The company’s patented distillation method has torn down traditional barriers to recycling. Now it aims to scale up capacity to try and make a significant change to the crisis of plastics pollution.
The unchecked development in Mexico’s star Caribbean destination has helped produce one unsightly factoid that tourists never see on the brochure: Cancún produces more than 330 tons of plastic waste per day.
And just like elsewhere in the world, the majority of this waste is destined to contribute to the global crisis of plastic pollution.
But one Cancún company is determined to make a difference — and a profit — by turning that waste into gasoline and other petroleum-based fuels.
Petgas uses the process known as pyrolysis to convert plastic waste that would most likely end up polluting the environment into six different kinds of fuel.
In addition to gasoline, the compact plant just outside the city center turns plastic from soda bottles, PVC piping, face masks, supermarket bags, styrofoam and even old appliances like televisions and oscillating fans into high-octane gasoline, diesel, kerosene, butane, propane and paraffin.
“You look at this bottle and you see a bottle, but if you have more experience with plastics, you call it PET,” said Petgas CEO Pablo Fabian Chico, holding up a bottle of water from the Coca-Cola-owned brand Ciel.
“This reveals the complexity of recycling. Most labels are made of polypropylene. The caps are high density polyethylene. In some cases, even the ring of the cap will be a different plastic. So just imagine the classification of this one bottle. This complicates plastics recycling.”
This complication is the primary reason that recycling has repurposed only a meager 9% of all the plastics ever produced, according to the United Nations. It makes the separation necessary for traditional recycling difficult and cost inefficient.
Through an innovative process of pyrolysis by distillation patented by Petgas’ head of technology Jesús Edgar Padilla Rodríguez, the company has been able to overcome this barrier to recycling.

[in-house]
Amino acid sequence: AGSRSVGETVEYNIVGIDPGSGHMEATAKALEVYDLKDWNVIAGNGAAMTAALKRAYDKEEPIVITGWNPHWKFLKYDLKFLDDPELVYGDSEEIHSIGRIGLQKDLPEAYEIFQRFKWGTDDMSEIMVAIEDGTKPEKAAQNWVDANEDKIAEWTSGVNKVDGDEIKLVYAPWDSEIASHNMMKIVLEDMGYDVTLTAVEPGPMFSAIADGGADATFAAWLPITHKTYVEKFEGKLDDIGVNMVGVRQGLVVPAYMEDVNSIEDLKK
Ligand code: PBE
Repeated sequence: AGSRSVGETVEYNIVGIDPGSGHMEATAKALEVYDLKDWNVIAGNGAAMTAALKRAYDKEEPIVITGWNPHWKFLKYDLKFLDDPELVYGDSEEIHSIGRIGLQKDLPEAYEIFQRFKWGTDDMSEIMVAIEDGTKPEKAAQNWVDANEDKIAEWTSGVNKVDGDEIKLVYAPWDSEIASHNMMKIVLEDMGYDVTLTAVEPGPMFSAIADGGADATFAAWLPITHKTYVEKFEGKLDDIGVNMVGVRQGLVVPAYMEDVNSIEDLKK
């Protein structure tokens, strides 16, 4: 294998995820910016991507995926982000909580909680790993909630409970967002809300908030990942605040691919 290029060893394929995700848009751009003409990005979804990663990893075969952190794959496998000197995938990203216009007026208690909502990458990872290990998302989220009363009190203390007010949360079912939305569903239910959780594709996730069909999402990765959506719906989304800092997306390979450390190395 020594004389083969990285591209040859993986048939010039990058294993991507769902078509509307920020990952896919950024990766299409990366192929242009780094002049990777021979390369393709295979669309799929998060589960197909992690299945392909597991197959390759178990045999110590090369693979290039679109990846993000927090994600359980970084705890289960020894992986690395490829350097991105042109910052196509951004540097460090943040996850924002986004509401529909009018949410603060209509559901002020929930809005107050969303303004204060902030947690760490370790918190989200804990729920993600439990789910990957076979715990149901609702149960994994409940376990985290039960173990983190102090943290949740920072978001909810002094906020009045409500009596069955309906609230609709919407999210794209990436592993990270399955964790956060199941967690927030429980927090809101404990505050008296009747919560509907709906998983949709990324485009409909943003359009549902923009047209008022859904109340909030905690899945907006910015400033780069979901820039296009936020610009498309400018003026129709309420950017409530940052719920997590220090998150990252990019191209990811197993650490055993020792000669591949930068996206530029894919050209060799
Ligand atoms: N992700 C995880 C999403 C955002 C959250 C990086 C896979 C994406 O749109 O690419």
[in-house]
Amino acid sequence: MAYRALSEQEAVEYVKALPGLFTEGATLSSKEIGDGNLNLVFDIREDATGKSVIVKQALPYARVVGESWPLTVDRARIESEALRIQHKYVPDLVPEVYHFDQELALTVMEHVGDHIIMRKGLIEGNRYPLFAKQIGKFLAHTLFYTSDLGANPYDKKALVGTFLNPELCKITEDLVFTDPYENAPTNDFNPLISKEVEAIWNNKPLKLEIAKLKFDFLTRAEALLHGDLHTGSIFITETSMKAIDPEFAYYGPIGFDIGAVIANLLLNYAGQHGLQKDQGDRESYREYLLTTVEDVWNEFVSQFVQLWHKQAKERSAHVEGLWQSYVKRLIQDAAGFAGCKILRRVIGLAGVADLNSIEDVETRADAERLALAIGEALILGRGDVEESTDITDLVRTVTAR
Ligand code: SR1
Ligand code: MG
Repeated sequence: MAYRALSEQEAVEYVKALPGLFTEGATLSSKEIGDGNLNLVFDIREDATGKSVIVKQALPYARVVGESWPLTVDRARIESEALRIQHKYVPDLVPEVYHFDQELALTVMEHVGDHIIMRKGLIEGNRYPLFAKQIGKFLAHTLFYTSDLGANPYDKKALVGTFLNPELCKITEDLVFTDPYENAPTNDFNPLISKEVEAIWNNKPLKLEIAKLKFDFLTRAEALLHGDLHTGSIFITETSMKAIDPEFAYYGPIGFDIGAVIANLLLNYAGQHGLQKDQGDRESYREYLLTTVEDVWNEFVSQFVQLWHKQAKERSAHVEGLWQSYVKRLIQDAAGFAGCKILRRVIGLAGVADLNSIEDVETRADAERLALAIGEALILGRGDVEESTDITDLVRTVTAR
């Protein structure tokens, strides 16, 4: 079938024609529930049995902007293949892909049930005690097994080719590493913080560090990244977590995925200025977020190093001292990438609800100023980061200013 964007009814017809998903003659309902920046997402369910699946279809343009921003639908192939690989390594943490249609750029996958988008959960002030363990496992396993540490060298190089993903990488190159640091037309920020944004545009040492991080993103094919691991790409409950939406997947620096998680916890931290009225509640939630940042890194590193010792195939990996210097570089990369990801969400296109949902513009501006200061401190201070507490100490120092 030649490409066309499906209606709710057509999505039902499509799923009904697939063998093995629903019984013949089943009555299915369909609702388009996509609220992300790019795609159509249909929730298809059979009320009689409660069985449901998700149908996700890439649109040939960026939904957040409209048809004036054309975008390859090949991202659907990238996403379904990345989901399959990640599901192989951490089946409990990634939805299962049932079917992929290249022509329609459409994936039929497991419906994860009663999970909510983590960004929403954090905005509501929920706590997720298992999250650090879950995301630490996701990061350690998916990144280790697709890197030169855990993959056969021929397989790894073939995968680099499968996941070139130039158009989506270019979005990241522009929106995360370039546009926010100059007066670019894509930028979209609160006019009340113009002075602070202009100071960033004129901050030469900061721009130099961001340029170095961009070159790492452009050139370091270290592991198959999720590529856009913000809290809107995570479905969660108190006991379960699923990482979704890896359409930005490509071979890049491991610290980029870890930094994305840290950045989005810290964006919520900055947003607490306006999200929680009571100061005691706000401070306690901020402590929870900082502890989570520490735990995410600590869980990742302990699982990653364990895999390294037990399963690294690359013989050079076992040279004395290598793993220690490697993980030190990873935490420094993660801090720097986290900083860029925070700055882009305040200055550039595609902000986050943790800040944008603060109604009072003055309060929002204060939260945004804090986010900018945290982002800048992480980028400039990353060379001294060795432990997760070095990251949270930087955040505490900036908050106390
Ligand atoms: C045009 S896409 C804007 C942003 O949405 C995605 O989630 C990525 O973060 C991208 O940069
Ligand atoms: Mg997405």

And the fuels it produces are of a higher quality than those made from crude oil, since many impurities have already been removed in the production of the plastics Petgas uses as raw material.
Petgas gasoline is free of heavy metals and contains just a fifth of the sulfur found in other premium gasolines.
“Just think of being able to transform this product that’s going to last a thousand years into a high-octane, high-performance fuel,” said Chico.
But fuel isn’t the only thing the company produces from plastic, according to Chico.
“We also turn plastic into food,” he said, surrounded by 10-foot heaps of discarded detergent bottles and abandoned children’s toys at the company’s collections and processing center. “We’re transforming it into an equitable energy.”
In addition to the plant’s 70 employees, he extended Petgas’ socioeconomic benefit to the people who sell the raw material directly to the company, many of whom arrive at the center on cargo tricycles filled with plastics collected from the streets and garbage cans and depend on the income for their daily sustenance.